IMG
ESMA tells fund managers to improve readiness for future adverse shocks

The European Securities and Markets Authority (ESMA), the EU’s securities markets regulator, has published a Report on the preparedness of investment funds with significant exposures to corporate debt and real estate assets, for potential future adverse liquidity and valuation shocks. The Report identifies five priority areas for action which would enhance the preparedness of these fund categories.

The priority areas identified to enhance the preparedness of the funds are ongoing supervision of the alignment of the funds’ investment strategy, liquidity profile and redemption policy; ongoing supervision of liquidity risk assessment; fund liquidity profile reporting; increase of the availability and use of Liquidity Management Tools (LMTs); and supervision of valuation processes in a context of valuation uncertainty.

Steven Maijoor, Chair, said: “In the wake of COVID-19’s initial impact on markets, the EU investment fund industry faced a significant deterioration in liquidity in some segments of the fixed income markets as well as valuation uncertainty in the real estate sector. This coincided with large-scale investment outflows from investors.

“ESMA coordinated a supervisory exercise with national securities regulators involving collecting and analysing data on funds exposed to corporate debt and funds exposed to real estate. The exercise showed that the funds in question managed to respond adequately to redemption pressures. However, the work also revealed shortcomings that must be addressed in order to enhance funds’ preparedness to future shocks, and we have identified a number of priority areas that funds and supervisors should focus on to address potential liquidity risks in the fund sector. This will contribute to ensuring investor protection, orderly markets and financial stability.

“We also encourage swift proposals to amend the EU legislative framework to ensure that liquidity management tools are widely available to asset managers across the EU.”

The Report responds to the recommendation from the European Systemic Risk Board (ESRB) to ESMA, on 6 May 2020, to coordinate with National Competent Authorities (NCAs) a focused supervisory exercise on investment funds that have significant exposures to corporate debt and real estate assets.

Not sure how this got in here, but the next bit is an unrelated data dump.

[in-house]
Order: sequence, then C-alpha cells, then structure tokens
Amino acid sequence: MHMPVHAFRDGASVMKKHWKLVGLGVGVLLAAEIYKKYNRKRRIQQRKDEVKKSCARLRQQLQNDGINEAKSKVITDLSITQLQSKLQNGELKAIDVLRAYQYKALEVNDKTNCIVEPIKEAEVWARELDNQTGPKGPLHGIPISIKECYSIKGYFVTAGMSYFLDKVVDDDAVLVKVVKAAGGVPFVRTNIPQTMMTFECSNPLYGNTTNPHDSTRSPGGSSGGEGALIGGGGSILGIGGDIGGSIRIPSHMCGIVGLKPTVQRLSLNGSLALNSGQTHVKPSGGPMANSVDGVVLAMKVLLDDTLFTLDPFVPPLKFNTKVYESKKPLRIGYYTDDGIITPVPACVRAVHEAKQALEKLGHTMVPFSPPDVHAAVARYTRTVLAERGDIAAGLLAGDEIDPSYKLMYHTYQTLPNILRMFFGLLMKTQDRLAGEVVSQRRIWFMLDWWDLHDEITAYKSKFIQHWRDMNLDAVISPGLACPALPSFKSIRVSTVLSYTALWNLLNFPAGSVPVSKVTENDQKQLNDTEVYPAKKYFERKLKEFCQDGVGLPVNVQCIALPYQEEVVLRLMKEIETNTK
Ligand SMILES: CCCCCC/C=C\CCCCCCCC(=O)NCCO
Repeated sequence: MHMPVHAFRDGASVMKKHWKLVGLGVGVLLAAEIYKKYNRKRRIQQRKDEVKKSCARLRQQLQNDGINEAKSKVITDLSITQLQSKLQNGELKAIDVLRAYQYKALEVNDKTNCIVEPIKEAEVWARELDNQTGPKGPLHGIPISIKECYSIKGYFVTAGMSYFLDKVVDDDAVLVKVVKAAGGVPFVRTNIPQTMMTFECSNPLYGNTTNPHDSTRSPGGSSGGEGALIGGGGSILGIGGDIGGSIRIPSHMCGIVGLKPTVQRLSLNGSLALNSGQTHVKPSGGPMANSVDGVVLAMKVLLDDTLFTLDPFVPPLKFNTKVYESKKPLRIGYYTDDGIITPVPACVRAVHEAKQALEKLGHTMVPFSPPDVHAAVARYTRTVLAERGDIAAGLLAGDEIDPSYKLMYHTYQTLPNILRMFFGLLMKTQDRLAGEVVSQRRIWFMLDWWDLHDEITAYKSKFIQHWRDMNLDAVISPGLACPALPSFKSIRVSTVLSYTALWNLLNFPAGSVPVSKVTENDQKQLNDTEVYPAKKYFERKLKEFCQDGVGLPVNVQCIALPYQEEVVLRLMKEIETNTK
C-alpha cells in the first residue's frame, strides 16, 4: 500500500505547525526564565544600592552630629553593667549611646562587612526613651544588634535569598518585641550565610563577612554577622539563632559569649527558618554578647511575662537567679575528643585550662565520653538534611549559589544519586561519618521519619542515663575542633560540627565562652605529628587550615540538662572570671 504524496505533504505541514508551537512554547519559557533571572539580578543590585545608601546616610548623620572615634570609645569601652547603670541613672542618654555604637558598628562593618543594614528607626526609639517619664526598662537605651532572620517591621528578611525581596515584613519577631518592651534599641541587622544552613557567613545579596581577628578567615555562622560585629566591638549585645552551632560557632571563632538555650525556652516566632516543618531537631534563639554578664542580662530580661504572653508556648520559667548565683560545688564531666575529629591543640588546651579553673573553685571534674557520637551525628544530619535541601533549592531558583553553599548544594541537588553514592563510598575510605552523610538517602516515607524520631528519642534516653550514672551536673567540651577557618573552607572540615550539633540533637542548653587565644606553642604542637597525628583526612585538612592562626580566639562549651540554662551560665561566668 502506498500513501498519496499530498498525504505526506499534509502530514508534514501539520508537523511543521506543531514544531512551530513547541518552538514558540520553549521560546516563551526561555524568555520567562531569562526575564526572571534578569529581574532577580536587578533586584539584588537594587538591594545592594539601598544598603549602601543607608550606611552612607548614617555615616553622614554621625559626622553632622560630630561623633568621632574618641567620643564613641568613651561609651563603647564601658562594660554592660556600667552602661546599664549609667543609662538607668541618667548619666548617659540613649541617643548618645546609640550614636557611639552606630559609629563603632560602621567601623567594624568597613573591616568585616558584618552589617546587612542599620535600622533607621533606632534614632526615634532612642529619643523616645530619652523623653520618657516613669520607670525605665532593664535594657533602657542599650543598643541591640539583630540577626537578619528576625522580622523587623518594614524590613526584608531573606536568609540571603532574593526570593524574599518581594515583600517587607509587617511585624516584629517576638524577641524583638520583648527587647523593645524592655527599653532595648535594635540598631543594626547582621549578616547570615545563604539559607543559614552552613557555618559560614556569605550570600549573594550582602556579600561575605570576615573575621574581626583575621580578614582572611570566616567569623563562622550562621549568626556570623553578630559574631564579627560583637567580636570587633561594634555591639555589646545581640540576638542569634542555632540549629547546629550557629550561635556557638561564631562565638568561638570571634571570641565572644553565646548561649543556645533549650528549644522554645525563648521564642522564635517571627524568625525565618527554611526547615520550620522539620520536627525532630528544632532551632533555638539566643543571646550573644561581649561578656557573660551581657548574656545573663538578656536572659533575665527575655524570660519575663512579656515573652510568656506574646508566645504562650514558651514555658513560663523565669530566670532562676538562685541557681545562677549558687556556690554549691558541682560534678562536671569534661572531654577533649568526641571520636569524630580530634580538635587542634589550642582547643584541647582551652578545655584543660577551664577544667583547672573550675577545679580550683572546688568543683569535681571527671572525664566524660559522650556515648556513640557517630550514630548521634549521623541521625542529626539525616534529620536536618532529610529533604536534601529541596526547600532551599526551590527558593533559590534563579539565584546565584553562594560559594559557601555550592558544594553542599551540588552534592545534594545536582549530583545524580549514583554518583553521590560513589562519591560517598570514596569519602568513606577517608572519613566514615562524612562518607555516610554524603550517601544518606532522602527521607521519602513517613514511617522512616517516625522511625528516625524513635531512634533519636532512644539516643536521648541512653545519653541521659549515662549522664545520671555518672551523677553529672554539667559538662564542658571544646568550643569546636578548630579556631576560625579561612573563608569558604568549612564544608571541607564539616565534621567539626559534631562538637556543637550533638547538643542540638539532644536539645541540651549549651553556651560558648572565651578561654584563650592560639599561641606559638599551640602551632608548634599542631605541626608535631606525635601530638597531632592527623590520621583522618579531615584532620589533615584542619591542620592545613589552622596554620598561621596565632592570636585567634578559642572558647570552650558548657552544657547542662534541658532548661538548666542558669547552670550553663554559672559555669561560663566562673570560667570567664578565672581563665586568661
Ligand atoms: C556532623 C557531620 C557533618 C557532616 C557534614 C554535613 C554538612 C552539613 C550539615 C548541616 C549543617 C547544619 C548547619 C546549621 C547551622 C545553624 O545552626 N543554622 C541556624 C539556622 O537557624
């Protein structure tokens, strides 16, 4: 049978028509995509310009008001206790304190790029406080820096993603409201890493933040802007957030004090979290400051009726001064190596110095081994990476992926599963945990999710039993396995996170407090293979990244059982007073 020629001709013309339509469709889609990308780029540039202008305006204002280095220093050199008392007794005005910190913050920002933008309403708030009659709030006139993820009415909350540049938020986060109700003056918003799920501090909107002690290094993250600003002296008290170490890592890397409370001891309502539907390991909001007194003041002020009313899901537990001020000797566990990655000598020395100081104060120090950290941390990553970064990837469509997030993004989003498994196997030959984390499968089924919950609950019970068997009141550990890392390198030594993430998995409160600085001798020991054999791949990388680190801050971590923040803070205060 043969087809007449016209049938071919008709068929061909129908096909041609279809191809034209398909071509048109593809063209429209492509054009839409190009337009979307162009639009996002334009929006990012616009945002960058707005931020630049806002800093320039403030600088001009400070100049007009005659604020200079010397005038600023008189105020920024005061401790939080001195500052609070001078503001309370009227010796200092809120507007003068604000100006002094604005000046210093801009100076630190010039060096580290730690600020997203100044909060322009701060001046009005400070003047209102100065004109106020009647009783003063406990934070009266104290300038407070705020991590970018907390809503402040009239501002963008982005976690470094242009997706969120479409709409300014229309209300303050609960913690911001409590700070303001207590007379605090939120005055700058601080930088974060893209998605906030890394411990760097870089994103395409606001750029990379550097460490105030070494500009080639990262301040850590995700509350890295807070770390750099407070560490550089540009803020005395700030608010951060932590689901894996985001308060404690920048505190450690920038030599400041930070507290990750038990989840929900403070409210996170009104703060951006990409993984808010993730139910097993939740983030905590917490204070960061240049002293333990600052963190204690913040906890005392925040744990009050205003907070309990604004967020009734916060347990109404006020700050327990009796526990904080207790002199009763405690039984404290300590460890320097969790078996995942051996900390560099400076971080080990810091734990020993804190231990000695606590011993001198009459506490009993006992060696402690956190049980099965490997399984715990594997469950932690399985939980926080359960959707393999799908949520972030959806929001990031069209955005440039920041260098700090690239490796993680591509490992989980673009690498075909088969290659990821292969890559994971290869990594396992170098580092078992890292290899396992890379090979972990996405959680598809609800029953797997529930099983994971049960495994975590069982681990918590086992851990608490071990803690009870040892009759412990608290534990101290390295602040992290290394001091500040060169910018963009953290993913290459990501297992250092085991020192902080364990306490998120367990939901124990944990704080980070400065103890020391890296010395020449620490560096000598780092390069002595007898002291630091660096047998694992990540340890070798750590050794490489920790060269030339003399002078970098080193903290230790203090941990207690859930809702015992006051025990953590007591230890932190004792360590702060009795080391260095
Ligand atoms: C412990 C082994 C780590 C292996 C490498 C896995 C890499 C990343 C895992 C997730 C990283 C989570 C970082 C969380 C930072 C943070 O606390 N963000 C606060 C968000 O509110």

Main results

The funds exposed to corporate debt and the real estate funds under review overall managed to adequately maintain their activities when facing redemption pressures and/or episodes of valuation uncertainty, and only a limited number suspended temporarily subscriptions and redemptions.

These results should be interpreted with caution since the redemption shock linked to the COVID-19 pandemic was concentrated over a short period of time, amid significant government and central bank interventions which provided support to the markets in which these funds invest. In addition, some funds presented potential liquidity mismatches due to their liquidity set up that should be addressed. This is especially the case for funds investing in asset classes illiquid by nature while offering a combination of high redemption frequency and short notice periods.

Concerns around the valuation of portfolio assets have clearly emerged, especially for real estate funds for which the crisis could have a more significant impact over the longer term. Moreover, real estate funds do not frequently adopt LMTs in their liquidity set-up.

Against this background, fund managers authorised under UCITS and AIFM Directives should enhance their preparedness to potential future adverse shocks that could lead to a deterioration in financial market liquidity and valuation uncertainty.

Five priority areas have been identified to enhance the preparedness of the funds and relate to the following topics:

  • Ongoing supervision of the alignment of the funds’ investment strategy, liquidity profile and redemption policy;
  • Ongoing supervision of liquidity risk assessment;
  • Fund liquidity profile reporting;
  • Increase of the availability and use of LMTs; and
  • Supervision of valuation processes in a context of valuation uncertainty.
Next Finance 16 November
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